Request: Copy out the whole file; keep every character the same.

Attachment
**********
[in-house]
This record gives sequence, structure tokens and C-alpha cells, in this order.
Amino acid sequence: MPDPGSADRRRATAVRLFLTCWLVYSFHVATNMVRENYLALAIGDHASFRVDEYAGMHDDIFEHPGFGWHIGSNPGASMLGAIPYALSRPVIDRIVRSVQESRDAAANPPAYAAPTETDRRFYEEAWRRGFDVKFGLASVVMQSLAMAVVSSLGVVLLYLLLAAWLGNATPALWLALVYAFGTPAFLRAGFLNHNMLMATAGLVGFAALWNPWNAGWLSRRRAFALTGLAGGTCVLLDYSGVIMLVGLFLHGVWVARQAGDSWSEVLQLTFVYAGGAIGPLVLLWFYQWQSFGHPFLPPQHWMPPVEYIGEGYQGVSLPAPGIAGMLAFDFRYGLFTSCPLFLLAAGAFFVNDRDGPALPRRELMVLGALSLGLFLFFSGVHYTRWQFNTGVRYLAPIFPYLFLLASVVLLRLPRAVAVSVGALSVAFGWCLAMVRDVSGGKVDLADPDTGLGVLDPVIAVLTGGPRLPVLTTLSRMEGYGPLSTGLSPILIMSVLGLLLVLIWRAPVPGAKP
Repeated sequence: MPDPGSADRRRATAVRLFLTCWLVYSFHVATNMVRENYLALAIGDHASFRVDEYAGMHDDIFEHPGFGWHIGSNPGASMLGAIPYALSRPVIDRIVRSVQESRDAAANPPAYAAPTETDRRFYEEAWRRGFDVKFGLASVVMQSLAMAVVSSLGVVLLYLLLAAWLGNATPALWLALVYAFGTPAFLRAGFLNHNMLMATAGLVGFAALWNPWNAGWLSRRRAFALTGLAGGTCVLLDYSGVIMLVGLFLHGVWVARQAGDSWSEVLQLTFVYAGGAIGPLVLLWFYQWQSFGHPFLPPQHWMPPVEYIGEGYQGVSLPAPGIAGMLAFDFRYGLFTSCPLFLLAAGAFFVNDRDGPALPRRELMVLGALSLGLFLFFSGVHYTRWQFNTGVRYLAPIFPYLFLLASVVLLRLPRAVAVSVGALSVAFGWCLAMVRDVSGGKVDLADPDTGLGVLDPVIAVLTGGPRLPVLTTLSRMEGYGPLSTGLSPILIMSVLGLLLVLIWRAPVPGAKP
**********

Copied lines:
[in-house]
This record gives sequence, structure tokens and C-alpha cells, in this order.
Amino acid sequence: MPDPGSADRRRATAVRLFLTCWLVYSFHVATNMVRENYLALAIGDHASFRVDEYAGMHDDIFEHPGFGWHIGSNPGASMLGAIPYALSRPVIDRIVRSVQESRDAAANPPAYAAPTETDRRFYEEAWRRGFDVKFGLASVVMQSLAMAVVSSLGVVLLYLLLAAWLGNATPALWLALVYAFGTPAFLRAGFLNHNMLMATAGLVGFAALWNPWNAGWLSRRRAFALTGLAGGTCVLLDYSGVIMLVGLFLHGVWVARQAGDSWSEVLQLTFVYAGGAIGPLVLLWFYQWQSFGHPFLPPQHWMPPVEYIGEGYQGVSLPAPGIAGMLAFDFRYGLFTSCPLFLLAAGAFFVNDRDGPALPRRELMVLGALSLGLFLFFSGVHYTRWQFNTGVRYLAPIFPYLFLLASVVLLRLPRAVAVSVGALSVAFGWCLAMVRDVSGGKVDLADPDTGLGVLDPVIAVLTGGPRLPVLTTLSRMEGYGPLSTGLSPILIMSVLGLLLVLIWRAPVPGAKP
Repeated sequence: MPDPGSADRRRATAVRLFLTCWLVYSFHVATNMVRENYLALAIGDHASFRVDEYAGMHDDIFEHPGFGWHIGSNPGASMLGAIPYALSRPVIDRIVRSVQESRDAAANPPAYAAPTETDRRFYEEAWRRGFDVKFGLASVVMQSLAMAVVSSLGVVLLYLLLAAWLGNATPALWLALVYAFGTPAFLRAGFLNHNMLMATAGLVGFAALWNPWNAGWLSRRRAFALTGLAGGTCVLLDYSGVIMLVGLFLHGVWVARQAGDSWSEVLQLTFVYAGGAIGPLVLLWFYQWQSFGHPFLPPQHWMPPVEYIGEGYQGVSLPAPGIAGMLAFDFRYGLFTSCPLFLLAAGAFFVNDRDGPALPRRELMVLGALSLGLFLFFSGVHYTRWQFNTGVRYLAPIFPYLFLLASVVLLRLPRAVAVSVGALSVAFGWCLAMVRDVSGGKVDLADPDTGLGVLDPVIAVLTGGPRLPVLTTLSRMEGYGPLSTGLSPILIMSVLGLLLVLIWRAPVPGAKP